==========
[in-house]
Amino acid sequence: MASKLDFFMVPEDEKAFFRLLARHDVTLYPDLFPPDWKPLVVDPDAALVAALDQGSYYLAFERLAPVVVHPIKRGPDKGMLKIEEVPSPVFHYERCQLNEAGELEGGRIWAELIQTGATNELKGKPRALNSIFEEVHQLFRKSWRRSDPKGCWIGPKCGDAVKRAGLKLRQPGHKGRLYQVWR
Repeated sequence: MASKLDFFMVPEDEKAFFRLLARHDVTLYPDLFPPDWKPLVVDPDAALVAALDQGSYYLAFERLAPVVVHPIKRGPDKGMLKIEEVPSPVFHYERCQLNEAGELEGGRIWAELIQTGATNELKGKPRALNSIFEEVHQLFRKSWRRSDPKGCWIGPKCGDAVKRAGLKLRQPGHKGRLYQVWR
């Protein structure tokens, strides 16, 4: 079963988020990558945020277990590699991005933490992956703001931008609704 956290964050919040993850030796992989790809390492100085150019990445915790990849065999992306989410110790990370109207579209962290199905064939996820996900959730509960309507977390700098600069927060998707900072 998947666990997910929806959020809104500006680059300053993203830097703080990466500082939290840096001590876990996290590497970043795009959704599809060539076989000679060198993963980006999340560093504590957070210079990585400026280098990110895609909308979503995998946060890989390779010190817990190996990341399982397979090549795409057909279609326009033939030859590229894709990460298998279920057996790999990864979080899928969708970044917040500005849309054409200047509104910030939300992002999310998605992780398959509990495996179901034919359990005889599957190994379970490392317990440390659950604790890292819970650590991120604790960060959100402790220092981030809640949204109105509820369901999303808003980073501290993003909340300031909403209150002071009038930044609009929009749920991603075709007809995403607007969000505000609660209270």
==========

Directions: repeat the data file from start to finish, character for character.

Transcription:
[in-house]
Amino acid sequence: MASKLDFFMVPEDEKAFFRLLARHDVTLYPDLFPPDWKPLVVDPDAALVAALDQGSYYLAFERLAPVVVHPIKRGPDKGMLKIEEVPSPVFHYERCQLNEAGELEGGRIWAELIQTGATNELKGKPRALNSIFEEVHQLFRKSWRRSDPKGCWIGPKCGDAVKRAGLKLRQPGHKGRLYQVWR
Repeated sequence: MASKLDFFMVPEDEKAFFRLLARHDVTLYPDLFPPDWKPLVVDPDAALVAALDQGSYYLAFERLAPVVVHPIKRGPDKGMLKIEEVPSPVFHYERCQLNEAGELEGGRIWAELIQTGATNELKGKPRALNSIFEEVHQLFRKSWRRSDPKGCWIGPKCGDAVKRAGLKLRQPGHKGRLYQVWR
């Protein structure tokens, strides 16, 4: 079963988020990558945020277990590699991005933490992956703001931008609704 956290964050919040993850030796992989790809390492100085150019990445915790990849065999992306989410110790990370109207579209962290199905064939996820996900959730509960309507977390700098600069927060998707900072 998947666990997910929806959020809104500006680059300053993203830097703080990466500082939290840096001590876990996290590497970043795009959704599809060539076989000679060198993963980006999340560093504590957070210079990585400026280098990110895609909308979503995998946060890989390779010190817990190996990341399982397979090549795409057909279609326009033939030859590229894709990460298998279920057996790999990864979080899928969708970044917040500005849309054409200047509104910030939300992002999310998605992780398959509990495996179901034919359990005889599957190994379970490392317990440390659950604790890292819970650590991120604790960060959100402790220092981030809640949204109105509820369901999303808003980073501290993003909340300031909403209150002071009038930044609009929009749920991603075709007809995403607007969000505000609660209270």